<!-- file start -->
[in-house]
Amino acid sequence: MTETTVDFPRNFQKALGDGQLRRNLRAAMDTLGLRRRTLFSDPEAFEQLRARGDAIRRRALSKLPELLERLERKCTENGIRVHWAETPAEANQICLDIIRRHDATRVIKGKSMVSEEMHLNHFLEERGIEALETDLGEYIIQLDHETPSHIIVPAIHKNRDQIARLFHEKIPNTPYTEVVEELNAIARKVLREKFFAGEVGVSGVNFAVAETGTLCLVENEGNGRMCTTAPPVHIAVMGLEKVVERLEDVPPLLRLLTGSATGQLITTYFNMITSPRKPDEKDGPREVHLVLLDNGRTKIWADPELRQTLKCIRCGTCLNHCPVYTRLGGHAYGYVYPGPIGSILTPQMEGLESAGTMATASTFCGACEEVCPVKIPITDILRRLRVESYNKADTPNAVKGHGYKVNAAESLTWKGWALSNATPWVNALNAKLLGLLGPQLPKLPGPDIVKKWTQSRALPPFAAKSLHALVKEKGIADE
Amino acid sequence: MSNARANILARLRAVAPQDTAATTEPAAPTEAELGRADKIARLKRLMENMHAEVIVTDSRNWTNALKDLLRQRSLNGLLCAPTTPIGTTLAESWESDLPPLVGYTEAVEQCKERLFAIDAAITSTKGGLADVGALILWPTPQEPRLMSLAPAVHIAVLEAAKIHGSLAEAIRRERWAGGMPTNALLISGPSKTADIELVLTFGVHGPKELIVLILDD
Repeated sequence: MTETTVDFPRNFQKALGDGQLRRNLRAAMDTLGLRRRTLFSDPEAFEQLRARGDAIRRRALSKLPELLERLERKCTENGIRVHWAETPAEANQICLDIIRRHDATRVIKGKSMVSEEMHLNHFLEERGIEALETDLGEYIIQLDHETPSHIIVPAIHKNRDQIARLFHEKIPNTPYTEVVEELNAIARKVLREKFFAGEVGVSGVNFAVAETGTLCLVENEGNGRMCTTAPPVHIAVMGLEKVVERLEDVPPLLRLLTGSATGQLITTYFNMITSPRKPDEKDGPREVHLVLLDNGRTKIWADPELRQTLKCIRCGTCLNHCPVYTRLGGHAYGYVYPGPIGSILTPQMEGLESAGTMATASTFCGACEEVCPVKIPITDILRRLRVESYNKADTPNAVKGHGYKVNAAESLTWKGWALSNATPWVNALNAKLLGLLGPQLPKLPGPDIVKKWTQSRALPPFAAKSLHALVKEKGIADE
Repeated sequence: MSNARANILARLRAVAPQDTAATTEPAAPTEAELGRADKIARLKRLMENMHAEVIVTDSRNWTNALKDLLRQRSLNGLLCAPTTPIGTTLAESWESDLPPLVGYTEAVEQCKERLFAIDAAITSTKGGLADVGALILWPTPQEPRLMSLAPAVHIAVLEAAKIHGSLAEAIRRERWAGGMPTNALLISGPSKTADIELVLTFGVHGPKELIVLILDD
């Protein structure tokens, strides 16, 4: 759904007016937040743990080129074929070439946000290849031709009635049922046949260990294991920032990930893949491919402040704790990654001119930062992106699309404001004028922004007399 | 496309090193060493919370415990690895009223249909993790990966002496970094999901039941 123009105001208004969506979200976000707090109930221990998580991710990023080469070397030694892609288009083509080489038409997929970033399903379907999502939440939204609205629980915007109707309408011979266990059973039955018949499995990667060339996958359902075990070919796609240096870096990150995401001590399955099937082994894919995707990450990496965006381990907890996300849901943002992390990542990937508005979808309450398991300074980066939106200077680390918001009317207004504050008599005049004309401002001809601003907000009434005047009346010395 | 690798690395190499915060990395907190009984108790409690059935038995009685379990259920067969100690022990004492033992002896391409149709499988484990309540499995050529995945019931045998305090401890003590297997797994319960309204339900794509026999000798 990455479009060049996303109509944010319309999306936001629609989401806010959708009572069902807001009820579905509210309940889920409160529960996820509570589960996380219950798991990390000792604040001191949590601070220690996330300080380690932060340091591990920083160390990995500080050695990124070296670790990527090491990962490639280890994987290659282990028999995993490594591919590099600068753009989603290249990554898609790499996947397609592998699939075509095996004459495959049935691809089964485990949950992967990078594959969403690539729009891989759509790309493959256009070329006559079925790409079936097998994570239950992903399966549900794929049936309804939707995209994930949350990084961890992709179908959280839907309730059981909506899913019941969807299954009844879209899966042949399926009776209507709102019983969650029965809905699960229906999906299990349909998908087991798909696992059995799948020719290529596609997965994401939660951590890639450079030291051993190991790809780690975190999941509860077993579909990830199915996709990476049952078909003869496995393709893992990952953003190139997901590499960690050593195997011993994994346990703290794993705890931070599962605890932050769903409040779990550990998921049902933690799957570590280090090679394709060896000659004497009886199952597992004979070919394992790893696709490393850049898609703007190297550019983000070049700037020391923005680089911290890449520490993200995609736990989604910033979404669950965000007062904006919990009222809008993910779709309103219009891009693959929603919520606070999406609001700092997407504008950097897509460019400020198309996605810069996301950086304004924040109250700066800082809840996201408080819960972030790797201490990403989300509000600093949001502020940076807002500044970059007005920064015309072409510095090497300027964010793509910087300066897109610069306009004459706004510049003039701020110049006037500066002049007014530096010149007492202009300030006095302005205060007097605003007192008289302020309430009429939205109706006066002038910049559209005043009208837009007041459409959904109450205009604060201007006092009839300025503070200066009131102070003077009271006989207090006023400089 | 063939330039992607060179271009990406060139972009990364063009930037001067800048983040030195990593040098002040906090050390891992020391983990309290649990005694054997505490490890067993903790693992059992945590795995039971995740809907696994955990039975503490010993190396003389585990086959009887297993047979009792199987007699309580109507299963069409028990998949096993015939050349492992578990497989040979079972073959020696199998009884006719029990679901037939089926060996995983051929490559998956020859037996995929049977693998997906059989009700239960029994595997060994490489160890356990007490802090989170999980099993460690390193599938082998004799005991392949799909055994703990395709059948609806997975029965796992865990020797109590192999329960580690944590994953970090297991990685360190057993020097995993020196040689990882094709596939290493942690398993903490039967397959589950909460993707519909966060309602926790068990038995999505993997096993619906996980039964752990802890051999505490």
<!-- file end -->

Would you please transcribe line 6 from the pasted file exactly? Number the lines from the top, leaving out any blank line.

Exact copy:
């Protein structure tokens, strides 16, 4: 759904007016937040743990080129074929070439946000290849031709009635049922046949260990294991920032990930893949491919402040704790990654001119930062992106699309404001004028922004007399 | 496309090193060493919370415990690895009223249909993790990966002496970094999901039941 123009105001208004969506979200976000707090109930221990998580991710990023080469070397030694892609288009083509080489038409997929970033399903379907999502939440939204609205629980915007109707309408011979266990059973039955018949499995990667060339996958359902075990070919796609240096870096990150995401001590399955099937082994894919995707990450990496965006381990907890996300849901943002992390990542990937508005979808309450398991300074980066939106200077680390918001009317207004504050008599005049004309401002001809601003907000009434005047009346010395 | 690798690395190499915060990395907190009984108790409690059935038995009685379990259920067969100690022990004492033992002896391409149709499988484990309540499995050529995945019931045998305090401890003590297997797994319960309204339900794509026999000798 990455479009060049996303109509944010319309999306936001629609989401806010959708009572069902807001009820579905509210309940889920409160529960996820509570589960996380219950798991990390000792604040001191949590601070220690996330300080380690932060340091591990920083160390990995500080050695990124070296670790990527090491990962490639280890994987290659282990028999995993490594591919590099600068753009989603290249990554898609790499996947397609592998699939075509095996004459495959049935691809089964485990949950992967990078594959969403690539729009891989759509790309493959256009070329006559079925790409079936097998994570239950992903399966549900794929049936309804939707995209994930949350990084961890992709179908959280839907309730059981909506899913019941969807299954009844879209899966042949399926009776209507709102019983969650029965809905699960229906999906299990349909998908087991798909696992059995799948020719290529596609997965994401939660951590890639450079030291051993190991790809780690975190999941509860077993579909990830199915996709990476049952078909003869496995393709893992990952953003190139997901590499960690050593195997011993994994346990703290794993705890931070599962605890932050769903409040779990550990998921049902933690799957570590280090090679394709060896000659004497009886199952597992004979070919394992790893696709490393850049898609703007190297550019983000070049700037020391923005680089911290890449520490993200995609736990989604910033979404669950965000007062904006919990009222809008993910779709309103219009891009693959929603919520606070999406609001700092997407504008950097897509460019400020198309996605810069996301950086304004924040109250700066800082809840996201408080819960972030790797201490990403989300509000600093949001502020940076807002500044970059007005920064015309072409510095090497300027964010793509910087300066897109610069306009004459706004510049003039701020110049006037500066002049007014530096010149007492202009300030006095302005205060007097605003007192008289302020309430009429939205109706006066002038910049559209005043009208837009007041459409959904109450205009604060201007006092009839300025503070200066009131102070003077009271006989207090006023400089 | 063939330039992607060179271009990406060139972009990364063009930037001067800048983040030195990593040098002040906090050390891992020391983990309290649990005694054997505490490890067993903790693992059992945590795995039971995740809907696994955990039975503490010993190396003389585990086959009887297993047979009792199987007699309580109507299963069409028990998949096993015939050349492992578990497989040979079972073959020696199998009884006719029990679901037939089926060996995983051929490559998956020859037996995929049977693998997906059989009700239960029994595997060994490489160890356990007490802090989170999980099993460690390193599938082998004799005991392949799909055994703990395709059948609806997975029965796992865990020797109590192999329960580690944590994953970090297991990685360190057993020097995993020196040689990882094709596939290493942690398993903490039967397959589950909460993707519909966060309602926790068990038995999505993997096993619906996980039964752990802890051999505490």